12. ^ a b c d e f g Poulsen, B. (2009). Sanctuaries of the Goddess of the Hunt. In Tobias Fischer-Hansen & Birte Poulsen, eds. From Artemis to Diana: The Goddess of Man and Beast. Museum Tusculanum Press. ISBN 8763507889, 9788763507882.
  13. ^ a b Cairns, F. (2012). Roman Lyric: Collected Papers on Catullus and Horace. Volume 301 of Beiträge zur Altertumskunde. Walter de Gruyter, 2012.
  14. ^ a b Proclus, Platonic Theology Book VII.
  15. ^ "CNG-Ancient Greek, Roman, British Coins". www.cngcoins.com.
  16. ^ Alföldi, "Diana Nemorensis", American Journal of Archaeology (1960:137-44) p 141.
  17. ^ a b A. Alföldi"Diana Nemorensis" in American journal of Archaeology 64 1960 p. 137-144.
  18. ^ Horace, Carmina 3.22.1.
  19. ^ Excavation of 1791 by cardinal Despuig not mentioned in the report: cf. P. Riis who cites E. Lucidi Memorie storiche dell'antichissimo municipio ora terra dell'Ariccia e delle sue colonie Genzano e Nemi Rome 1796 p. 97 ff. finds at Valle Giardino.
  20. ^ NSA 1931 p. 259-261 platesVI a-b.
  21. ^ Aeneid 6.35, 10.537.
  22. ^ Carmina 34.14 tu potens Trivia...
  23. ^ Horace, Epode 17
  24. ^ Dionysius Hal. VII 6, 4: the people of Aricia help Aristdemos in bringing home the Etruscan booty.
  25. ^ Mircea Eliade Tre' d'histoire des religionsait Paris, 1954.
  26. ^ G. Dumezil La religion Romaine archaique Paris 1974, part 3, chap.1.
  27. ^ "Artemis". Retrieved 2012-11-11.
  28. ^ a b Ovid Fasti III, 262–271.
  29. ^ Titus Livius Ab Urbe Condita 1:31–1:60.
  30. ^ a b Gods and Goddesses of Rome. Nova Roma.
  31. ^ Ennius, Annales 27 (edition of Vahlen); Varro, as cited by Nonius Marcellus, p. 197M; Cicero, Timaeus XI; Arnobius, Adversus Nationes 2.71, 3.29.
  32. ^ Macrobius Saturnalia I 9, 8–9; Cicero De Natura Deorum ii. 67.
  33. ^ Schlam, C.C. (1984). Diana and Actaeon: Metamorphoses of a Myth. Classical Antiquity, Vol. 3, No. 1 (Apr., 1984), pp. 82–110.
  34. ^ Pliny the Elder Naturalis Historia XVI, 242.
  35. ^ CIL, 975; CIL XIV,2633.
  36. ^ Hifler, Joyce. "The Goddess Diana. " Witches Of The Craft. [1] (accessed November 27, 2012).
  37. ^ Horace, Carmina I 21, 5–6; Carmen Saeculare.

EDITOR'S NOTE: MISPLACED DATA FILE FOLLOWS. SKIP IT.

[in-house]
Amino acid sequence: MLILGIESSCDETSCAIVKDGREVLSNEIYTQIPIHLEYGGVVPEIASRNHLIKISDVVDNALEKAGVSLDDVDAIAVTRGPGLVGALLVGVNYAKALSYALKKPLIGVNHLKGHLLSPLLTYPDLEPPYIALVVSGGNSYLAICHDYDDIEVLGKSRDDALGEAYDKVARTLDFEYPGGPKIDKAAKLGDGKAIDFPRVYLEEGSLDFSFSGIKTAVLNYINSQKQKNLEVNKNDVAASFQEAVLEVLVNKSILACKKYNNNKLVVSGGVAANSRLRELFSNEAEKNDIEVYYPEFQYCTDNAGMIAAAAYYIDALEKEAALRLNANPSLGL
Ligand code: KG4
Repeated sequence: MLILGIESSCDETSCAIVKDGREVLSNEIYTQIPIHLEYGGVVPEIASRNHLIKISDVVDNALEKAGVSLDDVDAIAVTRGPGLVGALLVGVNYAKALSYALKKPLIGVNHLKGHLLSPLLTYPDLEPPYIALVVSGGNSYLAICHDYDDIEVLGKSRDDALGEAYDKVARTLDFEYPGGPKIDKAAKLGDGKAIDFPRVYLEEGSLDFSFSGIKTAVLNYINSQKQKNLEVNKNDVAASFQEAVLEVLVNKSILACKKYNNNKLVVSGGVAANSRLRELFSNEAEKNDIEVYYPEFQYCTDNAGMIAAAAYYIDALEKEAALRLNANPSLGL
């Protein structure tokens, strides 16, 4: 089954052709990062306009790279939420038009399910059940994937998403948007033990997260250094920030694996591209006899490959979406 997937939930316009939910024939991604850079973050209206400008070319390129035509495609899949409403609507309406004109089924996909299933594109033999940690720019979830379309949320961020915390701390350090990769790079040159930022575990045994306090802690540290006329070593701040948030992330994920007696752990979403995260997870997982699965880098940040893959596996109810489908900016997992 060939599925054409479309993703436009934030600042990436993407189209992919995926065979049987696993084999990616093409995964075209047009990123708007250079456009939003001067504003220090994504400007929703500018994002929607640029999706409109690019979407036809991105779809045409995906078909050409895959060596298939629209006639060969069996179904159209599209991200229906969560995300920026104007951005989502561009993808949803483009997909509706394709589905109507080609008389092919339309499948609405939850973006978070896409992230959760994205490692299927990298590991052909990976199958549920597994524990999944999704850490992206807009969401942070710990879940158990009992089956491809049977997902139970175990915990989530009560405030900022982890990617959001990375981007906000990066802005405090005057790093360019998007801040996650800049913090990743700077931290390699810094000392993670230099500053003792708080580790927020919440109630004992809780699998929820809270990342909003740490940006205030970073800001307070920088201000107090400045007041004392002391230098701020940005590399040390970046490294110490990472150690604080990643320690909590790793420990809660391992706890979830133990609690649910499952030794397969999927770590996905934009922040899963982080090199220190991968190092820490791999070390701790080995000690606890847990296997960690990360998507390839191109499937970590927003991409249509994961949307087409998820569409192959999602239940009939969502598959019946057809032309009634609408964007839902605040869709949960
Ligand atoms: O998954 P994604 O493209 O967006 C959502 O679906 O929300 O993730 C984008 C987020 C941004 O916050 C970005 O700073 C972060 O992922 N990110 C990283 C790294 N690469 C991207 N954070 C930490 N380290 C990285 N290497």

38. ^ CIL XIV,2112.
  39. ^ CIL, 3537.
  40. ^ Livy Ab Urbe Condita XXVII 4.
  41. ^ Roy Merle Peterson The cults of Campania Rome, Papers and Monographs of the American Academy in Rome, 1919, pp. 322–328.
  42. ^ a b Plutarch, Roman Questions, 3.
  43. ^ a b Porteous, A. (2001). The Forest in Folklore and Mythology. Courier Corporation. ISBN 0486420108, 9780486420103
  44. ^ a b c d e Carlsen, J. (2009). Sanctuaries of Artemis and the Domitii Ahenobarbi. Tobias Fischer-Hansen & Birte Poulsen, eds. From Artemis to Diana: The Goddess of Man and Beast. Museum Tusculanum Press. ISBN 8763507889, 9788763507882.
  45. ^ a b c d e f g Gordon, A.E. (1932). "On the Origin of Diana", Transactions and Proceedings of the American Philological Association 63 (1932, pp. 177–192) p 178.
  46. ^ Supposed Greek origins for the Aricia cult are strictly a literary topos. (Gordon 1932:178 note, and p. 181).
  47. ^ a b commune Latinorum Dianae templum in Varro, Lingua Latina V.43; the cult there was of antiqua religione in Pliny's Natural History, xliv. 91, 242 and Ovid's Fasti III 327–331.
  48. ^ Poulsen, B. (2009). Introduction. Tobias Fischer-Hansen & Birte Poulsen, eds. From Artemis to Diana: The Goddess of Man and Beast. Museum Tusculanum Press. ISBN 8763507889, 9788763507882.
  49. ^ The date coincides with the founding dates celebrated at Aricium. Arthur E. Gordon, "On the Origin of Diana", Transactions and Proceedings of the American Philological Association 63 (1932, pp. 177–192) p 178.
  50. ^ Ovid, Fasti, trans. James George Frazer, Loeb Classical Library (Cambridge, MA: Harvard University Press, 1931), 3:259–275.
  51. ^ Anguelova, V. N. (2011). The Sound of Silence: Sacred Place in Byzantine and Post-Byzantine Devotional Art.
  52. ^ Fontenrose, J. (1966). The Ritual Theory of Myth. University of California Press, ch. 3.